Market failures, factor allocation and input use in Chinese agriculture

Minjie Chen

Research output: Thesisinternal PhD, WU


Two important features characterize Chinese agriculture: First, operated farm sizes are usually very small and equally distributed within villages and do not reflect differences in productivity between farmers. Second, the use of chemical fertilizers per unit of land remains extremely high despite recent government policies aimed at reducing it. This thesis aims to obtain an improved understanding of the driving forces underlying these two characteristics, focusing in particular on the roles of agricultural machinery services provided to smallholders, agricultural land property rights and chemical fertilizer sellers. To start, the thesis reviews the recent literature that uses micro-level data to understand factor misallocation in the agricultural sector and its implications for aggregate agricultural productivity growth, both within China and beyond.

Following the structure of the literature review, the thesis first empirically examines to what extent land and capital are misallocated in a region within the North China Plain characterized by small and relatively equally distributed land sizes across households. This is motivated by the egalitarian allocation of agricultural land and small farm sizes in rural China, raising questions about the implications for overall productivity given that there exists potentially large heterogeneity in farm-level productivities. Using a survey data set collected among wheat-maize double-cropping farms, it finds that the dispersion in farm-level total factor productivity is small, and the quantified gains in aggregate agricultural productivity that may be obtained by reallocating factors from less productive to more productive farms are moderate relative to the current findings in the literature. Estimated productivity (output) gains in the studied region range from 7% for within-village reallocation to 10% for between-village reallocation. It argues that these moderate findings can be largely explained by the high-level use of hired machinery services in the relatively small region.

Then the thesis estimatess the impact of a land certification program on rural households’ land rentals, migration, as well as intra-village income inequality. Using household-level and village-level survey data sets collected in 2019 in three provinces in China, it measures the key explanatory variable as the number of years the program has been completed in villages and therefore is able to capture the impact of the program over time. It estimates that the program has a significant inverted U-shaped impact on households’ probability of renting in land. However, the study does not find statistically significant evidence that the program affects the decisions of households about land renting-out and migration, nor does the program significantly affect intra-village income inequality. These findings are robust to alternative measures and estimation strategies.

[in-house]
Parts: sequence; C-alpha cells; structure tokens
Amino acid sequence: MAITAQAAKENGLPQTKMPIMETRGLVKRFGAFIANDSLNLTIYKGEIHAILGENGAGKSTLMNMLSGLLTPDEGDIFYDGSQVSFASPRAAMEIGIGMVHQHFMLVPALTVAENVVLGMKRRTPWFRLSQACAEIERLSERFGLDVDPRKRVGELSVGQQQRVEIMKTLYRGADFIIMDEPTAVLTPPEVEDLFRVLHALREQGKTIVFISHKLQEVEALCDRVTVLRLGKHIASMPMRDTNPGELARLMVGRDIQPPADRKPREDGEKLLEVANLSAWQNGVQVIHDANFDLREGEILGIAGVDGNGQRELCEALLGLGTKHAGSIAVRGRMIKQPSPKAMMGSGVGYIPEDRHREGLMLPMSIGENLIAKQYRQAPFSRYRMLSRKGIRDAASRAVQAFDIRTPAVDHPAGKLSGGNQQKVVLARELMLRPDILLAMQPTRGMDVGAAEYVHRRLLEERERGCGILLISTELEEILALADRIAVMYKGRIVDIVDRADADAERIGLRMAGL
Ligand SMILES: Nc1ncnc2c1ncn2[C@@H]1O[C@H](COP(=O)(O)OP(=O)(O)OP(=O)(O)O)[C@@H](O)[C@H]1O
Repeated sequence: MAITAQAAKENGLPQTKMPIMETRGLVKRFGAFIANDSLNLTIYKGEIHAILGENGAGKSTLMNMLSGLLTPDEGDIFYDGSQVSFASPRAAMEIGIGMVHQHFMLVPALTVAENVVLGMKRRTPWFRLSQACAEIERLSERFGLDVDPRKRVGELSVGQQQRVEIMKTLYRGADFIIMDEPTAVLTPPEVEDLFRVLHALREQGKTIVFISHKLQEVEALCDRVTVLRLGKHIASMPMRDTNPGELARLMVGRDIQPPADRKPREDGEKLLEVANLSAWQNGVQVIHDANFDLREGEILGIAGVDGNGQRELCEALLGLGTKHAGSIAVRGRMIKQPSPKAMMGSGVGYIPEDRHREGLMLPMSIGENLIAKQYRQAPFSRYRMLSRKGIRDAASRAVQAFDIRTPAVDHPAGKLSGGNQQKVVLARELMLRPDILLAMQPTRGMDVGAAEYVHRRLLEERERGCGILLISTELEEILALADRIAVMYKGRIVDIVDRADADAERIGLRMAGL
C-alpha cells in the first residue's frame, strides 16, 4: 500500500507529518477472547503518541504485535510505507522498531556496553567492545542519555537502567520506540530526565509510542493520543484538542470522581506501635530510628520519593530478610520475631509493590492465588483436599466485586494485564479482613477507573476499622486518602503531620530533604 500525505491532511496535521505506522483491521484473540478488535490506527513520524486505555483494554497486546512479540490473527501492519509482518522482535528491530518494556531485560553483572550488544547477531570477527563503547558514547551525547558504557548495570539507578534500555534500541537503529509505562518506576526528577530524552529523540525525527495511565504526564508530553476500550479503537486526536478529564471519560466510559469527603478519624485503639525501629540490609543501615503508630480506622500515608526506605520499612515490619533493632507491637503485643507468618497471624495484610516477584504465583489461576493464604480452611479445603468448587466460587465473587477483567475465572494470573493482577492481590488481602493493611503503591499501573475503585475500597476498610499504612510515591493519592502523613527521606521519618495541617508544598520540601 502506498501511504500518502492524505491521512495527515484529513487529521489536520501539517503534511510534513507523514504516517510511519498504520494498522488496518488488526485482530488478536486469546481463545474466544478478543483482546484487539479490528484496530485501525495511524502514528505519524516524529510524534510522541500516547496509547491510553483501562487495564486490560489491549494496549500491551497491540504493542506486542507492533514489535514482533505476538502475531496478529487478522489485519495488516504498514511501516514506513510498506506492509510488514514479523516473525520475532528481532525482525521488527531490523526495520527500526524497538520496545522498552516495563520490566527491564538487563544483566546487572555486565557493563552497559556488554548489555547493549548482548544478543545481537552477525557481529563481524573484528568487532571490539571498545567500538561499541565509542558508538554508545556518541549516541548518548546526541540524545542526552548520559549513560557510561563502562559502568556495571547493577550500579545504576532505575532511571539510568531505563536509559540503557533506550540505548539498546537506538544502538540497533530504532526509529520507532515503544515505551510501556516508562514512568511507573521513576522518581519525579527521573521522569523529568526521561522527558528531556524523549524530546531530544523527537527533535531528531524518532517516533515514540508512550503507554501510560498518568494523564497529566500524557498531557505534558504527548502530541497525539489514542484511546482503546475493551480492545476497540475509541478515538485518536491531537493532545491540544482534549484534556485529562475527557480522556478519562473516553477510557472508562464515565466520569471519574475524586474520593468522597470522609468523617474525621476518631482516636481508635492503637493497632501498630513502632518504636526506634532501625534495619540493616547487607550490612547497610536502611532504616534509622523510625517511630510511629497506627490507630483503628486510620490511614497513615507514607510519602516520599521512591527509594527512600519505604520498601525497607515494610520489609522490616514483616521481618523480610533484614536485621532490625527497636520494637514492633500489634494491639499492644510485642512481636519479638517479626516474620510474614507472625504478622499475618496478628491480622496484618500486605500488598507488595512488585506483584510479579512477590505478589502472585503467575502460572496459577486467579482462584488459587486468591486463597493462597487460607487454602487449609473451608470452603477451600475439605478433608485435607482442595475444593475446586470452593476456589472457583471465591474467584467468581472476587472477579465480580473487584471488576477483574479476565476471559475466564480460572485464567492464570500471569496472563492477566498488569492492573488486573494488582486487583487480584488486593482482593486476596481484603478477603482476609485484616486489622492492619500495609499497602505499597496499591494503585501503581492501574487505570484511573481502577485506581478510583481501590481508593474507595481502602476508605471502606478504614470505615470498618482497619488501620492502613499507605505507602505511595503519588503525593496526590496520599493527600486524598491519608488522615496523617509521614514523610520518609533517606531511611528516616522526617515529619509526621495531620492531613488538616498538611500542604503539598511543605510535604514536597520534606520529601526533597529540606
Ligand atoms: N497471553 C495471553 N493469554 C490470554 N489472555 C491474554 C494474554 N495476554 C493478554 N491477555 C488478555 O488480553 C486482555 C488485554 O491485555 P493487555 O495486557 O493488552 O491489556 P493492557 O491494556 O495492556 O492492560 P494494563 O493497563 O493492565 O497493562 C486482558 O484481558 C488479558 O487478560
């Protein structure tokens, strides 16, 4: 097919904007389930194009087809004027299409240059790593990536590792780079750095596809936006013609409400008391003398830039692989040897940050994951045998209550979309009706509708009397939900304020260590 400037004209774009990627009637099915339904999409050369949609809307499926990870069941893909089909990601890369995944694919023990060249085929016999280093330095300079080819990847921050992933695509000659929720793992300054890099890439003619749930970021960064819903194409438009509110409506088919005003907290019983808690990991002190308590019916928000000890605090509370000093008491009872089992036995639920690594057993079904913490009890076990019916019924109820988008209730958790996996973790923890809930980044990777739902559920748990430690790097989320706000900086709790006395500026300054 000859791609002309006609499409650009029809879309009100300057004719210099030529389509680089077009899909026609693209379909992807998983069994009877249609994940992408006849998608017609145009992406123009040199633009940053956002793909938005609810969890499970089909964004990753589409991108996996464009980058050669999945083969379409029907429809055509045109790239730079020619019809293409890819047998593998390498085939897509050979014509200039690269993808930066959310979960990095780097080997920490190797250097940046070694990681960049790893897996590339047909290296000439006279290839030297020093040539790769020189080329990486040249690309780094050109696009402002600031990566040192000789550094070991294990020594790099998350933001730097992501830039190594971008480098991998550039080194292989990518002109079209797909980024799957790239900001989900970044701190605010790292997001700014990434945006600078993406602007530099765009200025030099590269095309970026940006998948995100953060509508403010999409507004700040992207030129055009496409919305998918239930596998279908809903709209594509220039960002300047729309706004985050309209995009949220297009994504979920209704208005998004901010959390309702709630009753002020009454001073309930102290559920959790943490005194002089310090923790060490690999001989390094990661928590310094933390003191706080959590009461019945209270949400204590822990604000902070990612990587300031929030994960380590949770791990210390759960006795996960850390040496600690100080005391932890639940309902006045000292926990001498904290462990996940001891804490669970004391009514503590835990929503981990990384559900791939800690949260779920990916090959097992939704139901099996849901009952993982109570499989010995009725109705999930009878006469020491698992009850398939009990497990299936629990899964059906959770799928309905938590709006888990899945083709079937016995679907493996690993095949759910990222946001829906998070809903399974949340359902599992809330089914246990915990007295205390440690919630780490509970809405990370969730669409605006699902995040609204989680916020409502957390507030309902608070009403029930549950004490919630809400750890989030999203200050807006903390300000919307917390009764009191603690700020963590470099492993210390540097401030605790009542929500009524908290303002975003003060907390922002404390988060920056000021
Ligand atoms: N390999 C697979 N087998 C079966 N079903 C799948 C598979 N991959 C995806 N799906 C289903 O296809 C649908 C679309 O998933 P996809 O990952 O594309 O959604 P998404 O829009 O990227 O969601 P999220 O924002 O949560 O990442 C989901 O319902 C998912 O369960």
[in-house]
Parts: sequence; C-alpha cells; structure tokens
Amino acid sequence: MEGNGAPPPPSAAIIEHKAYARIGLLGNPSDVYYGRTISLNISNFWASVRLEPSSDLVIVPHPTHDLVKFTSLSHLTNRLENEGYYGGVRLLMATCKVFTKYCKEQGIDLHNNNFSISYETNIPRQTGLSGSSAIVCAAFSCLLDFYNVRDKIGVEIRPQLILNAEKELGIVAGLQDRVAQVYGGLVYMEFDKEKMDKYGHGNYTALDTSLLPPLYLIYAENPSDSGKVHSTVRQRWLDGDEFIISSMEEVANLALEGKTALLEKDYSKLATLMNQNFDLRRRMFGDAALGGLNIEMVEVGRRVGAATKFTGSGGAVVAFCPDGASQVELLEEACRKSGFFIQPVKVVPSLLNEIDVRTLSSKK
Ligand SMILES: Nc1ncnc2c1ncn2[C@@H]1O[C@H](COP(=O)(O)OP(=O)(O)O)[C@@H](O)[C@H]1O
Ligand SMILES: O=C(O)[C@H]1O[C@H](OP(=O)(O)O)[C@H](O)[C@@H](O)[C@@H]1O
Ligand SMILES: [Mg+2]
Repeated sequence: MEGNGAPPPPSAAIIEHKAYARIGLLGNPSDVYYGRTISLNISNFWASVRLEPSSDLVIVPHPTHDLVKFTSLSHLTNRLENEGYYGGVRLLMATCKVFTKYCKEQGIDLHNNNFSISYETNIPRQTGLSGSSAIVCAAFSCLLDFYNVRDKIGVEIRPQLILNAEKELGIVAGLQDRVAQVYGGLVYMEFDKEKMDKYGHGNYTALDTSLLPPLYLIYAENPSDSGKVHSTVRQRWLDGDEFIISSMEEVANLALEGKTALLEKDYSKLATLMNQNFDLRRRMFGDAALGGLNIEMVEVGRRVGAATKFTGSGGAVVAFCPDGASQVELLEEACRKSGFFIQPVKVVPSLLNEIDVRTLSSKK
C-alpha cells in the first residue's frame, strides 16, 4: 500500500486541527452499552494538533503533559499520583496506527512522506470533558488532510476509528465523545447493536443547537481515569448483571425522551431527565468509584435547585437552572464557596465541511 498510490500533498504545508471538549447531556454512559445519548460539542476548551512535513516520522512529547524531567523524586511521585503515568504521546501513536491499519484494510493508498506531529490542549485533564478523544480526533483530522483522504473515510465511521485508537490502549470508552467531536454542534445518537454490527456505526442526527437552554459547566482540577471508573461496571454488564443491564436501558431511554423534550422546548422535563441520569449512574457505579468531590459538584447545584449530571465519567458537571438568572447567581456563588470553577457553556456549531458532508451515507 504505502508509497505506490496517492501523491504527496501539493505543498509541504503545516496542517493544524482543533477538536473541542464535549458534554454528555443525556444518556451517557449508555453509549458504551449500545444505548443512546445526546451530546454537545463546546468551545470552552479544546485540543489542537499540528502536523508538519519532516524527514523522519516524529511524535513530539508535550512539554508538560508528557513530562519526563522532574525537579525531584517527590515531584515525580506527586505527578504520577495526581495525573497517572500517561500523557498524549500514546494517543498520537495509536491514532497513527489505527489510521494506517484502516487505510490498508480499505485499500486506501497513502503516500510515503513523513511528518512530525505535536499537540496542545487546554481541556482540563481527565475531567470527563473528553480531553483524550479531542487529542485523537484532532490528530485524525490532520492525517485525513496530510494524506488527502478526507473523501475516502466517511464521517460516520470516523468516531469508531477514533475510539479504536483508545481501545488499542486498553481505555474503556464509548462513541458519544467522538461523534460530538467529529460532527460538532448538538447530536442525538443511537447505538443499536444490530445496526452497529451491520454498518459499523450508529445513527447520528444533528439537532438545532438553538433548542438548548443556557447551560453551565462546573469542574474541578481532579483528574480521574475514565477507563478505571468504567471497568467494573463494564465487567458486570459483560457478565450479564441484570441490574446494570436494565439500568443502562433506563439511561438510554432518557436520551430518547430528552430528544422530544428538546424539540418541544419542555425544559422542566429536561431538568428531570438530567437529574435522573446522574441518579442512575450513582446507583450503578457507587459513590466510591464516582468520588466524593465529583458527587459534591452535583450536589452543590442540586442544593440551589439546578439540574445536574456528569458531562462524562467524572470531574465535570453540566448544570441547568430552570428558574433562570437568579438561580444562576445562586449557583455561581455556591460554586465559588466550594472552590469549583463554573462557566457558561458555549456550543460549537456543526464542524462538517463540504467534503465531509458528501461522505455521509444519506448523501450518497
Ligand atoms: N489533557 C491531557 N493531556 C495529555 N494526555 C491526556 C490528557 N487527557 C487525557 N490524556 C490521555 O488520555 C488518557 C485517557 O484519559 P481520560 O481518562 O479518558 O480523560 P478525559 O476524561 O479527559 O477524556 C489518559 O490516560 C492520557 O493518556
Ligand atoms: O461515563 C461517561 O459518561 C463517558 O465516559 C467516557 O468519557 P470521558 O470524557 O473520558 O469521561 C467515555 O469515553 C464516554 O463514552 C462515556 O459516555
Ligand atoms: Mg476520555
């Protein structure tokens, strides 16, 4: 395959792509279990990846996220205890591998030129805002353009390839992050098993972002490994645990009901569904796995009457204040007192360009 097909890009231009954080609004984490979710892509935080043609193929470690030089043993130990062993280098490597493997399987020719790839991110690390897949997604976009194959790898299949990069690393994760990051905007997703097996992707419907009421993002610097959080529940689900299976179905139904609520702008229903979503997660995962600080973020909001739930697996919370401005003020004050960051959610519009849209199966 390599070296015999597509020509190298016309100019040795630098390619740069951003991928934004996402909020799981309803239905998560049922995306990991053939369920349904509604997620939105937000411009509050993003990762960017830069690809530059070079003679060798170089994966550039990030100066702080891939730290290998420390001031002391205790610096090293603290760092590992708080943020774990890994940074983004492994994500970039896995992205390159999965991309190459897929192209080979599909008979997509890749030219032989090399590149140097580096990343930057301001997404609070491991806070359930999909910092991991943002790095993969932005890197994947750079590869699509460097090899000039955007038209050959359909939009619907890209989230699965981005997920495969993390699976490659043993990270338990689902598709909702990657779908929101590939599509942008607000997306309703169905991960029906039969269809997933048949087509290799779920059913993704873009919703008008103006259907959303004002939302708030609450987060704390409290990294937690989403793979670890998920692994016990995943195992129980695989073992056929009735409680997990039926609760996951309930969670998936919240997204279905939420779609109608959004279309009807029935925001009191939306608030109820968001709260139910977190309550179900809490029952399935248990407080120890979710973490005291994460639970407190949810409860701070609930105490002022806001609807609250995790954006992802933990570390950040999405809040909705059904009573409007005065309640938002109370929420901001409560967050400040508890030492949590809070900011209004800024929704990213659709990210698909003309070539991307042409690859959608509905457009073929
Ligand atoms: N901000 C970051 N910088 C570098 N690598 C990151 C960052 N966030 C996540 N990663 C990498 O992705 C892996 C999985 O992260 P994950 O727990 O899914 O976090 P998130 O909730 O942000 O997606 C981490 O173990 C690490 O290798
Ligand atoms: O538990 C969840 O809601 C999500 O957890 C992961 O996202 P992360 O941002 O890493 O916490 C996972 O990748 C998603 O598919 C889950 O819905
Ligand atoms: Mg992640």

In the last, the thesis studies the agricultural input market. In particular, it examines whether the high intensity of chemical fertilizer use by Chinese farmers is related to the sources that provide information about fertilizer use, with a particular focus on the role of fertilizer sellers. It argues that chemical fertilizer is a credence good for which ex post detection of excessive use is costly for farmers. Household-level data of rice farmers collected in three Chinese provinces is used to test whether and to what extent fertilizer use intensities are related to the sources informing them how much fertilizer is needed. The study finds that farmers who are informed by fertilizer sellers on average have a 7.4% higher fertilizer use intensity, while farmers relying on information from public extensions services have an 8.9% lower fertilizer use intensity; the use intensity of farmers relying on their own farming experience is 10.6% higher on average. It explores mechanisms that are expected to mitigate sellers’ adverse incentives in credence goods market, e.g., market competition, but finds no evidence that these mechanisms significantly reduce the intensity of farmer fertilizer use. It seems that more attention may need to be paid to local fertilizer markets to reduce fertilizer use in China.


Original languageEnglish
QualificationDoctor of Philosophy
Awarding Institution
  • Wageningen University
  • Heerink, Nico, Promotor
  • Zhu, Xueqin, Promotor
Award date1 Dec 2021
Place of PublicationWageningen
Print ISBNs9789463957854
Publication statusPublished - 1 Dec 2021


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